WASHINGTON — The U.S. Sentencing Commission says the advent of the Internet has led to broad sentencing disparities in child pornography cases, and that the existing penalty structure needs to be changed.
In a study for Congress, the commission said Wednesday that federal law enforcement agencies handle nearly 2,000 child pornography prosecutions annually, up from 700 a decade ago. It attributed that increase largely to pornographers exploiting the Internet.
The report says the current sentencing scheme fails to distinguish adequately among offenders based on how dangerous they are, and is overly severe in some cases.
The commission urged Congress to amend the law to take into account the volume of an offender's child pornography collection, the types of sexual conduct depicted in the images, the ages of the victims depicted, how long an offender has maintained a collection and how involved an offender is with others in an Internet "community" devoted to child pornography.
One sign that the approach to sentencing needs to be changed is that judges are more frequently disregarding the sentencing guideline ranges for child pornography. In 2004, 84 percent of sentences for producers of pornography were within the guideline range. By 2011, only half of the sentences were within the range. That suggested there were unduly harsh sentences for some offenders and unduly lenient sentences for others, the commission said.
Average federal prison sentences for defendants convicted of child pornography offenses have almost doubled in the past decade to five years for possession of pornography and 11 years for distribution.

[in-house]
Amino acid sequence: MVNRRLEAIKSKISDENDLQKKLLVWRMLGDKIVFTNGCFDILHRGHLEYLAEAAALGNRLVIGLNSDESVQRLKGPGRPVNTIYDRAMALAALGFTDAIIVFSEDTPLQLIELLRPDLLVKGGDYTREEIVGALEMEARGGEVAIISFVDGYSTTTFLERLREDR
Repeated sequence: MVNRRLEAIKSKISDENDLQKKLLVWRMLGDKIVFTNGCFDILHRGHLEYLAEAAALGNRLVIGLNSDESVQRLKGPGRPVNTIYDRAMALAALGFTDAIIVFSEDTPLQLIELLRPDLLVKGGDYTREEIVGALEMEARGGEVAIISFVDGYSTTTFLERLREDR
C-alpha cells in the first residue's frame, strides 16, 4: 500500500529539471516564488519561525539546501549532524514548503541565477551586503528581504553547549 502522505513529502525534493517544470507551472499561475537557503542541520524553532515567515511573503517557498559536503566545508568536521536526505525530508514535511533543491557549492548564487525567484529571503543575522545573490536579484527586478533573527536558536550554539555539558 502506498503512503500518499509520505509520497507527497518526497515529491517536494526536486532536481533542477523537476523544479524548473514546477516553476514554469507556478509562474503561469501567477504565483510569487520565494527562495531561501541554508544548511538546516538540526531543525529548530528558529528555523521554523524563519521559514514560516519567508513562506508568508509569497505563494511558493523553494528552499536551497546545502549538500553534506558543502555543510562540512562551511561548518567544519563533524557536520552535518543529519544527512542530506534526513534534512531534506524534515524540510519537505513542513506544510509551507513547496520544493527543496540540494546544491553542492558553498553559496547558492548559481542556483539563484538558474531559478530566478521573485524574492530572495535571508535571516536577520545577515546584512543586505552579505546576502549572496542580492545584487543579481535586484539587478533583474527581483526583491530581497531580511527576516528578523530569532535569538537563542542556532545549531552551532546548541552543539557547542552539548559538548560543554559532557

When it comes to pornography over the Internet, "child pornography offenders engage in a variety of behaviors reflecting different degrees of culpability and sexual dangerousness that are not currently accounted for in the guidelines," said U.S. District Judge Patti B. Saris, the sentencing commission's chairwoman.
Advances in Internet and computer technologies have resulted in the growth of Internet-based child pornography communities, which not only operate as a forum for offenders to receive and distribute images but also serve to validate and normalize the sexual exploitation of children, the study said.
"Such communities thrive in Internet chat rooms and bulletin board systems and also through the use of ... file-sharing programs in which offenders directly communicate with each other," the study added. The commission's data suggests that a significant minority of offenders – about one-fourth – have some level of involvement in such forums.
The study also found that one in three child pornography offenders had a known history of engaging in illegal sexual misconduct before federal prosecutors brought them to justice. The commission based its conclusion on a review of nearly 2,700 child pornography cases.
The commission also said 30 percent of child pornography offenders were arrested again after serving their sentences, a figure that is in line with the federal offender population generally. The commission says only a small proportion – about 7 percent – were arrested for sexual misconduct after serving their sentences.